Plot via Sundance:
Contemporary dancer Elena meets Dovydas when he is assigned to interpret via sign language in a class she is teaching to deaf youth. Their connection is immediate, kinetic, and frictionless. As they gravitate toward each other, resisting the forces and interventions of their separate daily lives, their bond deepens from platonic to romantic. When Dovydas discloses his asexuality, the couple commit themselves to honoring their individual needs in tandem. As they continue to weave more tightly together, they struggle to negotiate sacrifice and compromise and are forced to discover the edges of their generosity toward the other
Slow, a romance between a modern dancer, Elena (Greta Grineviciute) and sign language interpreter, Doydo (Kestutis Cicenas), focuses on their communication. and modes of expression.
Written and directed by Marija Kavtaradze, her sophomore feature succeeds in developing characters who stumble and truly understand their wants and needs, especially when one of them- Doydas- is asexual.
Removing most of the carnal aspect of a typical romantic relationship allows director Kavtaradze to show how couples really develop and communicate new patterns of intimacy— the honesty, listening and acceptance needed.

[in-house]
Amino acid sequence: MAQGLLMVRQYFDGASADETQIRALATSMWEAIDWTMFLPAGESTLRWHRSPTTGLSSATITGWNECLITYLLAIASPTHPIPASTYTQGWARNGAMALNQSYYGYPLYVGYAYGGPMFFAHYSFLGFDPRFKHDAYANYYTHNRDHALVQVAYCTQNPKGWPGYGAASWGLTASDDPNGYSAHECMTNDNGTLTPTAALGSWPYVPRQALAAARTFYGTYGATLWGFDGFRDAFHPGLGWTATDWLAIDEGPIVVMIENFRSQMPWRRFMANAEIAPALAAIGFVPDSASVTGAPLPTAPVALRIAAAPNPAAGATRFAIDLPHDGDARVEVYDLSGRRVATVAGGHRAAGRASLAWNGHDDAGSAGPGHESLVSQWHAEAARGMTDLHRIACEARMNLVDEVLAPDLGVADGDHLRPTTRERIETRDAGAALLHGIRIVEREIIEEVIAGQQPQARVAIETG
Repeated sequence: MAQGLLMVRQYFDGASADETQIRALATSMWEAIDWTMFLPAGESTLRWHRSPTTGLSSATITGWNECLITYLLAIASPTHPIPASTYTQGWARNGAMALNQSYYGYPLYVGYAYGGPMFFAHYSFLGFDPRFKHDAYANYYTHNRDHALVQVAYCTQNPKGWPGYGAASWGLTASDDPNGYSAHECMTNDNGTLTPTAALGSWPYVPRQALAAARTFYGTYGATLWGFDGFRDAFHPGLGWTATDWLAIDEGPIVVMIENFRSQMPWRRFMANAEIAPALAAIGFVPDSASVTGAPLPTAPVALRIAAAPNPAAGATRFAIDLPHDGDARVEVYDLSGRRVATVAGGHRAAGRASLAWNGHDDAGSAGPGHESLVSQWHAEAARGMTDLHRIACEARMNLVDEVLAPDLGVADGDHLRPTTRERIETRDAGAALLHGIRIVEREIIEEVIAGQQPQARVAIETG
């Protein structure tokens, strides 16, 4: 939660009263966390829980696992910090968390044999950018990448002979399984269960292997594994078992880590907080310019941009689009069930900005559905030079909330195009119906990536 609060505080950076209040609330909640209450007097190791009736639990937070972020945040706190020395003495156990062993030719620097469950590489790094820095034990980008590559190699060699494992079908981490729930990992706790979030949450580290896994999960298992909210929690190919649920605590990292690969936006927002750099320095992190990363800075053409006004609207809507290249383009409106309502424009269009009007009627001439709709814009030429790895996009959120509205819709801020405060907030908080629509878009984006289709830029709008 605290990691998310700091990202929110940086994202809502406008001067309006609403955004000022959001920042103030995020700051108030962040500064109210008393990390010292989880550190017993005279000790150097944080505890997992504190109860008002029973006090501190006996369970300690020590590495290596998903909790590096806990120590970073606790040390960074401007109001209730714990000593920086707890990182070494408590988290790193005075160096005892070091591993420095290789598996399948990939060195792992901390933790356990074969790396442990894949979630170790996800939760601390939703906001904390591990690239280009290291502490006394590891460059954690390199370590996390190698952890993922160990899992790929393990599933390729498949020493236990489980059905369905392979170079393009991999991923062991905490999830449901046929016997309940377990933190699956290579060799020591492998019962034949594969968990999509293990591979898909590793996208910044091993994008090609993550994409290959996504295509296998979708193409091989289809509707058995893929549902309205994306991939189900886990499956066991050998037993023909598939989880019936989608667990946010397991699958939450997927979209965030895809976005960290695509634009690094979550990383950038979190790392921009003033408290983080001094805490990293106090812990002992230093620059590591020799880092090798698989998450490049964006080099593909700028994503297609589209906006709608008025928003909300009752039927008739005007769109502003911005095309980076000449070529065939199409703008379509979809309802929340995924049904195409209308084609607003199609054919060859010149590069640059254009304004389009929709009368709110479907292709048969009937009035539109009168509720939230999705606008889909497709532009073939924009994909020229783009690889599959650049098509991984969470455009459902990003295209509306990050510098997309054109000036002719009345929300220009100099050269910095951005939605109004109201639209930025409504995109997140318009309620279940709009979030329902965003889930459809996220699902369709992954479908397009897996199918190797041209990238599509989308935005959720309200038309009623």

Greta Grineviciute and Kestutis Cicenas are astonishing as the film’s central pair. They portray the intricacies of their tormented characters with utmost authenticity. Their nonverbal competencies (dance and sign language) becomean asset and not a hindrance to their communication.
For Greta her mental conflict is about finding a compromise between her promiscuous past and her close but asexual present.
For Doydo, it’s about getting to a semblance of normal sexual love that pleases both of them.
The camera work lingers around the characters giving them enough space to exist while still feeling real and spontaneous. A dance sequence at a wedding becomes the best expression of this, a blending of space and their best nonverbal connection. It’s organic and heartfelt.
Slow’ nicely illustrates in a perceptive and mature way how companionship requires more than just attraction.
Slow gets a 3.5 out of 5 or a B+.
DIRECTOR OF PHOTOGRAPHY
Leave a Reply